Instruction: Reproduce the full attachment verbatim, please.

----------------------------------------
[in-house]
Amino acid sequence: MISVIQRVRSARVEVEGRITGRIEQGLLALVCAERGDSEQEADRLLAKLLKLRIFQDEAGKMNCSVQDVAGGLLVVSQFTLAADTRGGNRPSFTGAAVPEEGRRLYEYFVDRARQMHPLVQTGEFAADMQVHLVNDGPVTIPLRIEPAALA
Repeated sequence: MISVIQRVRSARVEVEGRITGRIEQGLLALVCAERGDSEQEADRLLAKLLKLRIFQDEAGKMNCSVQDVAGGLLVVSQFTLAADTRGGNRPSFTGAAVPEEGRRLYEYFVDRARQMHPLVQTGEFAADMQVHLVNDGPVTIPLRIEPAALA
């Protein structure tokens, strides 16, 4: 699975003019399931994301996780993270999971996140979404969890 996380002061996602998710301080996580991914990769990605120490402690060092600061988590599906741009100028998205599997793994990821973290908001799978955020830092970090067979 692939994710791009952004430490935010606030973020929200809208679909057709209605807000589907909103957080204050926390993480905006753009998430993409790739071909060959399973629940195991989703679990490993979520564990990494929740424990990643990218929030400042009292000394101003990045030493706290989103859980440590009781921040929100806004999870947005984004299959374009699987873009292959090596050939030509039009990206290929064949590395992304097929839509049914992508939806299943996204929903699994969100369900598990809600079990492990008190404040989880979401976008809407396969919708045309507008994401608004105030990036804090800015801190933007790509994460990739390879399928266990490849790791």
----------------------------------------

[in-house]
Amino acid sequence: MISVIQRVRSARVEVEGRITGRIEQGLLALVCAERGDSEQEADRLLAKLLKLRIFQDEAGKMNCSVQDVAGGLLVVSQFTLAADTRGGNRPSFTGAAVPEEGRRLYEYFVDRARQMHPLVQTGEFAADMQVHLVNDGPVTIPLRIEPAALA
Repeated sequence: MISVIQRVRSARVEVEGRITGRIEQGLLALVCAERGDSEQEADRLLAKLLKLRIFQDEAGKMNCSVQDVAGGLLVVSQFTLAADTRGGNRPSFTGAAVPEEGRRLYEYFVDRARQMHPLVQTGEFAADMQVHLVNDGPVTIPLRIEPAALA
């Protein structure tokens, strides 16, 4: 699975003019399931994301996780993270999971996140979404969890 996380002061996602998710301080996580991914990769990605120490402690060092600061988590599906741009100028998205599997793994990821973290908001799978955020830092970090067979 692939994710791009952004430490935010606030973020929200809208679909057709209605807000589907909103957080204050926390993480905006753009998430993409790739071909060959399973629940195991989703679990490993979520564990990494929740424990990643990218929030400042009292000394101003990045030493706290989103859980440590009781921040929100806004999870947005984004299959374009699987873009292959090596050939030509039009990206290929064949590395992304097929839509049914992508939806299943996204929903699994969100369900598990809600079990492990008190404040989880979401976008809407396969919708045309507008994401608004105030990036804090800015801190933007790509994460990739390879399928266990490849790791």